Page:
Today William S. Christian (1830-1910) of Virginia–physician, Baptist layman and veteran military officer–is promoted to Colonel in (and commander of) the 55th Virginia Infantry Regiment of the Confederates States Army. His promotion comes on the eve of the Battle of Gettysburg, a battle that changes Christian’s life and stamps the imprint of the war upon him for the remainder of his life, as it does with many other Confederate survivors.
Surviving Gettysburg, Christian is captured in Maryland on July 14 during the Confederate army’s retreat to Virginia. Imprisoned at Johnson’s Island, Ohio, his medical credentials lead to an appointment as superintendent of the prison’s hospital. In his post, he persuades Union authorities to provide clean drinking water to Confederate prisoners.
On March 3, 1864 Christian is exchanged and returns to his command, a post he resigns from in March 1865, partly due to wounds suffered in the war. Shortly thereafter, he joins his refuged wife and children in North Carolina. Practicing medicine and replenishing his wealth, he and his family return to their house in Middlesex County, Virginia eighteen months later, where he continues practicing medicine. He becomes a member of the Medical Society of Virginia in 1886, and later serves on the county board of health and as superintendent of Middlesex’s schools.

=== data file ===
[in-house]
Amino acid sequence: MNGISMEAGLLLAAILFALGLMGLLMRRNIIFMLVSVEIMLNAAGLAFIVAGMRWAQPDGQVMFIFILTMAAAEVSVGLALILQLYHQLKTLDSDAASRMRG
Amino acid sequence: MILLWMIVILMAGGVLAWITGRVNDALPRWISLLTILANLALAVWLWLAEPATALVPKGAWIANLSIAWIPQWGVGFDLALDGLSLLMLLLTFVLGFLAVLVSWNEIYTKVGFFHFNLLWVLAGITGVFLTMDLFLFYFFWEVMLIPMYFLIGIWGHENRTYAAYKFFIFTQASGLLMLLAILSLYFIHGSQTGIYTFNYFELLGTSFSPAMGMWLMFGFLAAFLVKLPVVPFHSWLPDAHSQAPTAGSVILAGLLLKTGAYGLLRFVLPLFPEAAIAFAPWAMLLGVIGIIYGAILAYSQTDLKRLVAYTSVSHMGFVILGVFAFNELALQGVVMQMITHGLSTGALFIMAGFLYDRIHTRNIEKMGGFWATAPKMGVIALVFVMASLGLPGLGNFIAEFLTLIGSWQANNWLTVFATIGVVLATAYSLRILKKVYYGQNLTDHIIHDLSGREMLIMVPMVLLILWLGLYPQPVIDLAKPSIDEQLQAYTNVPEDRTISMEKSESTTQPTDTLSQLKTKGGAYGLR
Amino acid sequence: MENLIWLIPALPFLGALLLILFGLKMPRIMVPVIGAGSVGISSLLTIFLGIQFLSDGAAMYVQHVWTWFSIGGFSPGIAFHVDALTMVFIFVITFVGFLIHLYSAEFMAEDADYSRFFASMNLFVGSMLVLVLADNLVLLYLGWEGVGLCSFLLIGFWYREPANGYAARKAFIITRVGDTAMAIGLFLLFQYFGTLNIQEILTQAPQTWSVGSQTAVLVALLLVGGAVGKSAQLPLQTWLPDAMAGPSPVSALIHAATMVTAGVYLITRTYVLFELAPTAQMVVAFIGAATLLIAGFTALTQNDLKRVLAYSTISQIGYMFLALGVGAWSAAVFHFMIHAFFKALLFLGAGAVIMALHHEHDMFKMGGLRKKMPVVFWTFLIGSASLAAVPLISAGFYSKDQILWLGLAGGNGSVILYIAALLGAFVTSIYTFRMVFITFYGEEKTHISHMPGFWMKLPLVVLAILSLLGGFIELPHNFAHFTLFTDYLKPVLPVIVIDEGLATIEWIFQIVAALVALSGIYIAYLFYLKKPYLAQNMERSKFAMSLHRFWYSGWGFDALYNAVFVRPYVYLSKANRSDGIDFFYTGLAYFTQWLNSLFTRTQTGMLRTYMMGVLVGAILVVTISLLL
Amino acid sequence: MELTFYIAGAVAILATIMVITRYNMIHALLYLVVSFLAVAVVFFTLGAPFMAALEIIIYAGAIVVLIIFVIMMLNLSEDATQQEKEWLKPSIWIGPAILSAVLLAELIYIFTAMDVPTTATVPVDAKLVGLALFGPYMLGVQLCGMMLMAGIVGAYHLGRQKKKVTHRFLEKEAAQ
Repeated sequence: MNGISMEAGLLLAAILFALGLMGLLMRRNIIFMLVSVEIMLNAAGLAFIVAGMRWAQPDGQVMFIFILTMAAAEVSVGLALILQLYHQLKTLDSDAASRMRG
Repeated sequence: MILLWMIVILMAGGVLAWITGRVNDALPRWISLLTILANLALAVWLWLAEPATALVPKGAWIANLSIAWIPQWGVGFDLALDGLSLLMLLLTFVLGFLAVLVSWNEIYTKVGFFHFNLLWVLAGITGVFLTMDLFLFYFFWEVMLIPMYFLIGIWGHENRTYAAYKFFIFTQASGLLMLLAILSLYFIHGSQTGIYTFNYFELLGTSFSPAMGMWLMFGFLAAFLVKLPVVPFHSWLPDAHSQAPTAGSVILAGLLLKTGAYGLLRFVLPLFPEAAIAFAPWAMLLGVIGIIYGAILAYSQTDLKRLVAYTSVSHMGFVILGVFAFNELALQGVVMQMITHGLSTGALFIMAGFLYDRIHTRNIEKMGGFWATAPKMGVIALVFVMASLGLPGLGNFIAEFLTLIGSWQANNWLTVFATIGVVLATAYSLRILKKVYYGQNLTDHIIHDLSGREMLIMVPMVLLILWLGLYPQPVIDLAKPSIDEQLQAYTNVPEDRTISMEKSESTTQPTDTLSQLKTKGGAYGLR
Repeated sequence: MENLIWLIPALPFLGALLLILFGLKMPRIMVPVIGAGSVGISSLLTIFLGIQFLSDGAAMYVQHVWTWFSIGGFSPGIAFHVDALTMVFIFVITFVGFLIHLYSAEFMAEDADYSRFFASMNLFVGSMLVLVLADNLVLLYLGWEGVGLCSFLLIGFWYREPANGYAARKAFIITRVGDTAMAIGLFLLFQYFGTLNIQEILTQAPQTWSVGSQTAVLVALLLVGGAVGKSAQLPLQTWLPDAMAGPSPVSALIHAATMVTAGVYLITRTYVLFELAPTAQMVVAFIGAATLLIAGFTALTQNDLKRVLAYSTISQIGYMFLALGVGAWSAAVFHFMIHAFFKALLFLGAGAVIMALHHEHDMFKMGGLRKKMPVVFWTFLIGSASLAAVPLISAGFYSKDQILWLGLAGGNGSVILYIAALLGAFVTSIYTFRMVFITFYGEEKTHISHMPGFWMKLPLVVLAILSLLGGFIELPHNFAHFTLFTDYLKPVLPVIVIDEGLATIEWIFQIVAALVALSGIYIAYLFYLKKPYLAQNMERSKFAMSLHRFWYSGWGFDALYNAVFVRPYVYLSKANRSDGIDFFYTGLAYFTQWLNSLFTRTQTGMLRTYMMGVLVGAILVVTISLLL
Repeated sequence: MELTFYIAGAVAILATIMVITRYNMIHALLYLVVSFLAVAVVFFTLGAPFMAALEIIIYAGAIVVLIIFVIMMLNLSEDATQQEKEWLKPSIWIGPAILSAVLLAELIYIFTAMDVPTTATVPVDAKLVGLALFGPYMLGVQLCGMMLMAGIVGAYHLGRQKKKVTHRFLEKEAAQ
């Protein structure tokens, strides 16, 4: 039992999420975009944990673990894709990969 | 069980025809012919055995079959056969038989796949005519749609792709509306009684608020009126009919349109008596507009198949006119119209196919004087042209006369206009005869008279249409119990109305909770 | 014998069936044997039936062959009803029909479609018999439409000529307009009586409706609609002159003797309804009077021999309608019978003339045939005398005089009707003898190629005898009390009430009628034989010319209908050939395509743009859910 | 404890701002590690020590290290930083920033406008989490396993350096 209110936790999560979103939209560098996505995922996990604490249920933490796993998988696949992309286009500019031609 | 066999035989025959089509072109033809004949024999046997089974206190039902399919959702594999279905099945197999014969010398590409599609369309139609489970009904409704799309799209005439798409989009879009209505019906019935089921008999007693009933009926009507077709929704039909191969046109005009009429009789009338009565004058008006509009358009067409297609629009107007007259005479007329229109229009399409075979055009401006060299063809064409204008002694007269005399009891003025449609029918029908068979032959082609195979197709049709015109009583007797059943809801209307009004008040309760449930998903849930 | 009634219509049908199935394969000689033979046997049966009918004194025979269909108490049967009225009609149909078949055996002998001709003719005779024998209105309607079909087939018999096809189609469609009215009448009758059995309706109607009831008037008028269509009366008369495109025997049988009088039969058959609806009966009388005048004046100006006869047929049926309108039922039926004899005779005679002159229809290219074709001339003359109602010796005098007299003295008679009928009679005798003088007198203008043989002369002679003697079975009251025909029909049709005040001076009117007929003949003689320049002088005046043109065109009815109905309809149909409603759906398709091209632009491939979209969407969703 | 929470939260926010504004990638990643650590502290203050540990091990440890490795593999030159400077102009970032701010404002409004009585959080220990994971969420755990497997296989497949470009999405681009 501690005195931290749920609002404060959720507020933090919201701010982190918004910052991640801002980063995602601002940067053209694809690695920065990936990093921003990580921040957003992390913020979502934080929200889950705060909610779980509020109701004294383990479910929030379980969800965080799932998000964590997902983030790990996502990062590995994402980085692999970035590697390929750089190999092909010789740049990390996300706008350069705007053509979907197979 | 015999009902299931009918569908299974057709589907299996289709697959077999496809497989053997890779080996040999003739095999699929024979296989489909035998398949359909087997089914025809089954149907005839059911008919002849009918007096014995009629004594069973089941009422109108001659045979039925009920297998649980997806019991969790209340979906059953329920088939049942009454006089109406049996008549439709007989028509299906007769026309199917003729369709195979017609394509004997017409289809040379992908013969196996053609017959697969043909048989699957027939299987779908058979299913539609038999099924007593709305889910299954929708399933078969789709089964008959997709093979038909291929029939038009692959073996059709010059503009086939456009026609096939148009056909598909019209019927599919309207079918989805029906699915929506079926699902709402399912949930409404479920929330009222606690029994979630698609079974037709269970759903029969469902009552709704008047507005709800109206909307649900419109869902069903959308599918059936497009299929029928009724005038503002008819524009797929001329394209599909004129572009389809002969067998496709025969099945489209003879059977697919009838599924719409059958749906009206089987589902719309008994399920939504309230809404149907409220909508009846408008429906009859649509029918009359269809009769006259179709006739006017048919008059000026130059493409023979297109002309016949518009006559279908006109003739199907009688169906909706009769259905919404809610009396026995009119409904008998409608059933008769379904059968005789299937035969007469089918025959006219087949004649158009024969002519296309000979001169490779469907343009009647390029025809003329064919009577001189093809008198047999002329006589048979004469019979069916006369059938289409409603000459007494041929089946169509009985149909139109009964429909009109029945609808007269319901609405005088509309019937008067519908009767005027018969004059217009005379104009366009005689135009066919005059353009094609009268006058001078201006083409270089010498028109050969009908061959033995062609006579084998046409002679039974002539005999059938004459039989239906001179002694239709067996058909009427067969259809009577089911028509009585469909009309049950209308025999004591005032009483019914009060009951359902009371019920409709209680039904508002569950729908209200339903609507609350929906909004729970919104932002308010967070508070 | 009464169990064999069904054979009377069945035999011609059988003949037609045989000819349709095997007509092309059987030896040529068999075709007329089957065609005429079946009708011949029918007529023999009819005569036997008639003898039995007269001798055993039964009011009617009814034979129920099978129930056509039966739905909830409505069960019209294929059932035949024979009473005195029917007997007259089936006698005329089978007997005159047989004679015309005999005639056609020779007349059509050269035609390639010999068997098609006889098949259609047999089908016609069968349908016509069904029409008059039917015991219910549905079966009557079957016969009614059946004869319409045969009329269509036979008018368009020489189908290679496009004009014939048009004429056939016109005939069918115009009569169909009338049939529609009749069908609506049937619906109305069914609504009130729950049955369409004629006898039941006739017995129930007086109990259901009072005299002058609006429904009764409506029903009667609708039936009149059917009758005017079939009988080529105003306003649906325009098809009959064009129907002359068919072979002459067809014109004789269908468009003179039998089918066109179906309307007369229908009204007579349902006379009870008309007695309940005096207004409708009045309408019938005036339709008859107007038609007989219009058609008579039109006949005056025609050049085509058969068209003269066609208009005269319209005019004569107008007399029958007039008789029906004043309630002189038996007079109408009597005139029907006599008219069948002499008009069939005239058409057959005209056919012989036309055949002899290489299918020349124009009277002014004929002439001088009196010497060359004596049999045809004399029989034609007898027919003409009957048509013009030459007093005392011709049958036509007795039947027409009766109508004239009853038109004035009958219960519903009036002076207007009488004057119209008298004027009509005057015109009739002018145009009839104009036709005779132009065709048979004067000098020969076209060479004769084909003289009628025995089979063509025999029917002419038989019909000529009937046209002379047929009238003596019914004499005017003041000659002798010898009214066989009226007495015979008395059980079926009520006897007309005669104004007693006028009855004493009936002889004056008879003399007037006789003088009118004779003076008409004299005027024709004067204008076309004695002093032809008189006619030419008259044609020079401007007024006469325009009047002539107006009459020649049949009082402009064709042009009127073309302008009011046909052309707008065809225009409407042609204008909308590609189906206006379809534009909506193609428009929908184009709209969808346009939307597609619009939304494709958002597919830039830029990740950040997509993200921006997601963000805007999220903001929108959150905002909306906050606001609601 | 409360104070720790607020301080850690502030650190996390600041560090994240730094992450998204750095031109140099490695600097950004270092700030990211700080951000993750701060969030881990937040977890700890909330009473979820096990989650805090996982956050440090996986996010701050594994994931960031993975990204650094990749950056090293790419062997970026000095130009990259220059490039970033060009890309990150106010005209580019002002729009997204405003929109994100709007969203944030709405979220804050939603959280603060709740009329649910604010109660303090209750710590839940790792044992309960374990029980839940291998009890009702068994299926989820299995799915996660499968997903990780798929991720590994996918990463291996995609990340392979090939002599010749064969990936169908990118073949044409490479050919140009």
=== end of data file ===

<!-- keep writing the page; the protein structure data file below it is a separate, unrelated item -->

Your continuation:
Christian also makes a name for himself locally as an ardent advocate of temperance. At a time when many Baptist churches yet use wine in communion, the former army officer is a tee-totaling Baptist Sunday School superintendent. Christian carries forth his crusade against alcohol both within and without church doors, joining the Independent Order of Good Templars, an abstinence organization.
The former officer also becomes a member of the United Confederate Veterans and, as many other members of the organization, in his later year recounts stories of African slaves’ loyalty to the Confederacy.
Source: William S. Christian, 1830-1910, Encyclopedia Virginia (link)